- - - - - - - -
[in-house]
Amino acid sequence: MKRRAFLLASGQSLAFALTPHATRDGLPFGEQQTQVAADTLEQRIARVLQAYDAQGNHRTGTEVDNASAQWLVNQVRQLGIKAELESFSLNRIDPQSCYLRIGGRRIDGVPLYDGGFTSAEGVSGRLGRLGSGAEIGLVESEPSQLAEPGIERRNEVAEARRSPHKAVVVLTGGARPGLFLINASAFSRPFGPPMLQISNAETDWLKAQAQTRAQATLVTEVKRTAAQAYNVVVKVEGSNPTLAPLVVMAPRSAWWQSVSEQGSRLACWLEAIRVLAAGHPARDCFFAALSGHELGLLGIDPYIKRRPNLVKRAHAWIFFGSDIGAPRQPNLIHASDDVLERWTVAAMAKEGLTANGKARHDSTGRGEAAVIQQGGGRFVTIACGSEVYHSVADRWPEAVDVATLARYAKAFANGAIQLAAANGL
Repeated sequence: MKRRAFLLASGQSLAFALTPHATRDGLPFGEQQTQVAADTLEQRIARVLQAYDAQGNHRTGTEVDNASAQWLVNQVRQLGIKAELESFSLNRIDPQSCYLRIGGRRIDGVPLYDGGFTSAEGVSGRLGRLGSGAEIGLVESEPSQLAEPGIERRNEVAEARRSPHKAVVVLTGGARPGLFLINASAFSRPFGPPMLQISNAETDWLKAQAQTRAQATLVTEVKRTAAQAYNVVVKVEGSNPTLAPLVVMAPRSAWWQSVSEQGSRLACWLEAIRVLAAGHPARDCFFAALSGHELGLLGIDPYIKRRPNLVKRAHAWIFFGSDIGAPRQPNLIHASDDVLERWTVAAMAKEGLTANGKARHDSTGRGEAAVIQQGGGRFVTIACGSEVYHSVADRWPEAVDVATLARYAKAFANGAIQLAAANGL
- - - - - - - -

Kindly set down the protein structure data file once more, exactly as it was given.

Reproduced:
[in-house]
Amino acid sequence: MKRRAFLLASGQSLAFALTPHATRDGLPFGEQQTQVAADTLEQRIARVLQAYDAQGNHRTGTEVDNASAQWLVNQVRQLGIKAELESFSLNRIDPQSCYLRIGGRRIDGVPLYDGGFTSAEGVSGRLGRLGSGAEIGLVESEPSQLAEPGIERRNEVAEARRSPHKAVVVLTGGARPGLFLINASAFSRPFGPPMLQISNAETDWLKAQAQTRAQATLVTEVKRTAAQAYNVVVKVEGSNPTLAPLVVMAPRSAWWQSVSEQGSRLACWLEAIRVLAAGHPARDCFFAALSGHELGLLGIDPYIKRRPNLVKRAHAWIFFGSDIGAPRQPNLIHASDDVLERWTVAAMAKEGLTANGKARHDSTGRGEAAVIQQGGGRFVTIACGSEVYHSVADRWPEAVDVATLARYAKAFANGAIQLAAANGL
Repeated sequence: MKRRAFLLASGQSLAFALTPHATRDGLPFGEQQTQVAADTLEQRIARVLQAYDAQGNHRTGTEVDNASAQWLVNQVRQLGIKAELESFSLNRIDPQSCYLRIGGRRIDGVPLYDGGFTSAEGVSGRLGRLGSGAEIGLVESEPSQLAEPGIERRNEVAEARRSPHKAVVVLTGGARPGLFLINASAFSRPFGPPMLQISNAETDWLKAQAQTRAQATLVTEVKRTAAQAYNVVVKVEGSNPTLAPLVVMAPRSAWWQSVSEQGSRLACWLEAIRVLAAGHPARDCFFAALSGHELGLLGIDPYIKRRPNLVKRAHAWIFFGSDIGAPRQPNLIHASDDVLERWTVAAMAKEGLTANGKARHDSTGRGEAAVIQQGGGRFVTIACGSEVYHSVADRWPEAVDVATLARYAKAFANGAIQLAAANGL